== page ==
Or, when the people of God may direct their faces to the work of renewing their covenant engagements with him, some who might formerly have been far from God may be led to the use of preparatory means, and, when the time of Covenanting arrives, find themselves, for the first, gifted with strength to pledge themselves to his service, and thereafter feel themselves associated by ties indissoluble to his people, and blessed with the covenant heritage of those who fear his name.
Such are not mere suppositions. They are consistent with the ordinary procedure of God in extending grace to those who wait upon his ordinances, however unworthy they may have been before. They are in harmony with the spirit of the expression to take hold upon the Covenant of God—which obviously implies, according to the state of those to whom it is applied, one or other of two things:—to engage to the service of the Lord by covenant; or to renew such an engagement; and are warranted by such statements as the exhortation, "Come and let us join ourselves to the Lord in an everlasting covenant, never to be forgotten." Such an address may be made either to the wicked or to the righteous.—To the wicked, that they may, with their whole heart and soul, depart from the evil of their doings, and give themselves to the Lord; to the righteous, that they may so give themselves again; to the wicked, that they may prepare their hearts to seek God—but not by any effort of their own in a legal spirit, to commend themselves to him, and then to enter into his covenant; and to all, that in a becoming frame of mind they may take hold upon it. Whether or not many are brought to God in such circumstances it may not be easy to decide; yet it cannot be affirmed that none in this manner are joined unto him. To engage in the exercise of Covenanting with the hope of being converted, is to act under a misapprehension of its design; but who can say that God does not, when this is practised, bring to himself? None could have any encouragement to perform the service, were they satisfied that they would not act sincerely in it; but to perform it they are not the less called to make preparation. None can be accepted in the exercise but the covenant children, but the most abundant reasons there are why all should attempt it; and who can tell what God will do in a season of grace?
In Covenanting, if God's covenant has been laid hold on before, it is then again solemnly acceded to or renewed. It is the people of God, not the wicked, who covenant. "Unto the wicked, God saith, What hast thou to do to declare my statutes, or that thou shouldest take my covenant in thy mouth?" The wicked, as in the former case, may be brought, in the use of means, to attempt the exercise, but if in that they are accepted, in the character of new creatures they perform it; but if the change produced upon the state and character does not take place at the moment of Covenanting, but before it, then the exercise is a renewal of the covenant. When, therefore, those who have been, for a period long or short, the people of God, engage in this, they transact a renovation. The young believer who performs the exercise does this, though his age in grace may not exceed a few days or hours of the blessed life. This, the Christian who has long been in progress towards the inheritance above promised in the covenant, going into that performance, effects. This renewal all the saints of God do make, when in any circumstances they draw near to him to consecrate themselves and all that concerns them to his service.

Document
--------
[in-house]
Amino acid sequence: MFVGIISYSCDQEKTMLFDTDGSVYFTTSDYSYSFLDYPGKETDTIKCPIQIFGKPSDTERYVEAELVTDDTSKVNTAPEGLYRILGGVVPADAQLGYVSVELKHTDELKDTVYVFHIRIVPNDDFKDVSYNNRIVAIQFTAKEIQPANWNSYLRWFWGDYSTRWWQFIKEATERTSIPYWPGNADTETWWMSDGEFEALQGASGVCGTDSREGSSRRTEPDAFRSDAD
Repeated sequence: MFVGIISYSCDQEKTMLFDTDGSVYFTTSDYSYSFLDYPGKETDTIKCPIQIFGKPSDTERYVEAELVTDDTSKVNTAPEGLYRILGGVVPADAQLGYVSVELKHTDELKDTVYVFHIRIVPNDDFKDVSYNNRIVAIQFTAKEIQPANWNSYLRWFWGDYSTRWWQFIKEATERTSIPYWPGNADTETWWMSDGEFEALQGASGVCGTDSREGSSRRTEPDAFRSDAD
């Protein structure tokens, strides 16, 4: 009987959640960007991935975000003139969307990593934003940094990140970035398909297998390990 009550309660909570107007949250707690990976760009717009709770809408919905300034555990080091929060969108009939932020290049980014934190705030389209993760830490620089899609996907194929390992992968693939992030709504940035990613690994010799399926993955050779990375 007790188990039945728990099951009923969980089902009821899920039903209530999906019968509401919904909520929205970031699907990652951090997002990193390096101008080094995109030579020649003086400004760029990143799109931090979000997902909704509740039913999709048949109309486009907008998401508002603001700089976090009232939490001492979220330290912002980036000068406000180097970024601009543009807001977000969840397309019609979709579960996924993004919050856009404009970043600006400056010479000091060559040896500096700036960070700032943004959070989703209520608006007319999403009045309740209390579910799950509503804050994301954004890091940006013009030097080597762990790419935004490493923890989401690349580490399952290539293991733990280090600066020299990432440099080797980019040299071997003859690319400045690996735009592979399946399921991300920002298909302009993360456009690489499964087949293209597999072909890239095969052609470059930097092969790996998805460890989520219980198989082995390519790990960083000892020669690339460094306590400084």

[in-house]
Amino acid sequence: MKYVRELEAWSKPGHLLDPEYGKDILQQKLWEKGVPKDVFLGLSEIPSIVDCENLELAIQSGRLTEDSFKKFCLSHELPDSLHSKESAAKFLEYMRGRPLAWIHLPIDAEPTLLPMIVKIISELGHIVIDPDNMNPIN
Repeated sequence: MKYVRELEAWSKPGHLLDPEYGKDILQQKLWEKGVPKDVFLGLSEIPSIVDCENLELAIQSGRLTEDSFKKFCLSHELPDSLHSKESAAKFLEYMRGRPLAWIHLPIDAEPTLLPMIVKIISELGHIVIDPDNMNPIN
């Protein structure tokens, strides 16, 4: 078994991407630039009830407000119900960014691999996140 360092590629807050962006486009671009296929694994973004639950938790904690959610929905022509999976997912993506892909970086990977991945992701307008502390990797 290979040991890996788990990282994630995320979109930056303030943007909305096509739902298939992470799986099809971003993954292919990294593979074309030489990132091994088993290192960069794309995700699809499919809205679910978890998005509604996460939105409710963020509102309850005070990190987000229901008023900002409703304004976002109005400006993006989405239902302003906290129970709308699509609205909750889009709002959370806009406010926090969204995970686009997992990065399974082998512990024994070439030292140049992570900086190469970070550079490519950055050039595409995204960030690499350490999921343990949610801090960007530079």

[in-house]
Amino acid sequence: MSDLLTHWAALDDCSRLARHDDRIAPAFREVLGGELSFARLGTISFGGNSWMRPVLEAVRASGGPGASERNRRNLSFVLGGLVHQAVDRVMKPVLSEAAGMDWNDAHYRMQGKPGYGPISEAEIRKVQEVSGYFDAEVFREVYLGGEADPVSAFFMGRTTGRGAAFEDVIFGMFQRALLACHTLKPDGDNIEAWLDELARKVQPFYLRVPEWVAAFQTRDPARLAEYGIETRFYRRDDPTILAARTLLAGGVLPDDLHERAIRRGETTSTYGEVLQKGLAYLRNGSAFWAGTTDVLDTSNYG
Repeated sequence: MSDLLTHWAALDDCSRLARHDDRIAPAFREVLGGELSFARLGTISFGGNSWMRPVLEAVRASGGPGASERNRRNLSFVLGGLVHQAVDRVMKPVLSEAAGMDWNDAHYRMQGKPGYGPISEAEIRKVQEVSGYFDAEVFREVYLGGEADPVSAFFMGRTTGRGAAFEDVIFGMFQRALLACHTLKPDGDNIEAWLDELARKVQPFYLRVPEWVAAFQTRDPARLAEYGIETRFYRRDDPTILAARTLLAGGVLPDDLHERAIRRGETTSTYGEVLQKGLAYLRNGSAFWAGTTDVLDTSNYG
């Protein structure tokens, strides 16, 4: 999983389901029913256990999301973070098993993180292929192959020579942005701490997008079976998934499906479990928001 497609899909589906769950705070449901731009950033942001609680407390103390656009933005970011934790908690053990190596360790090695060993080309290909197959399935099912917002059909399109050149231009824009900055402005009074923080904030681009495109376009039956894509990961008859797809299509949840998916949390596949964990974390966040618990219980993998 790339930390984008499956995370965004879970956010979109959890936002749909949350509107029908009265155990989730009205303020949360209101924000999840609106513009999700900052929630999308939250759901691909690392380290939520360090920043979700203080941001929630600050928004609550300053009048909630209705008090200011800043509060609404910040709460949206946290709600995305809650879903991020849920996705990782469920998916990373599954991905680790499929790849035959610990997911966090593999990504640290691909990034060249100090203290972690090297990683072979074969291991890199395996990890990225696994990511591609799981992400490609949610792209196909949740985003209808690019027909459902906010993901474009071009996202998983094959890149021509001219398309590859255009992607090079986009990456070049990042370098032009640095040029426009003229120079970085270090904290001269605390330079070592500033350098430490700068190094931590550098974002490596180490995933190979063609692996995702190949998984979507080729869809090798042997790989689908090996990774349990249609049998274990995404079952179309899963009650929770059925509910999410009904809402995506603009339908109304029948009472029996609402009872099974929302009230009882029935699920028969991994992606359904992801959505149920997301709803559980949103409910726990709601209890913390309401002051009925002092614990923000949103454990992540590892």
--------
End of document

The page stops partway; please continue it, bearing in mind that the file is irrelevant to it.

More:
A vow falls to be considered in connection with the subject of Covenanting.
"A vow is of the like nature with a promissory oath, and ought to be made with the like religious care, and to be performed with the like faithfulness. It is not to be made to any creature, but to God alone; and that it may be accepted, it is to be made voluntarily, out of faith and conscience of duty, in way of thankfulness for mercy received, or for the obtaining of what we want; whereby we more strictly bind ourselves to necessary duties, or to other things, so far and so long as they may fitly conduce thereunto."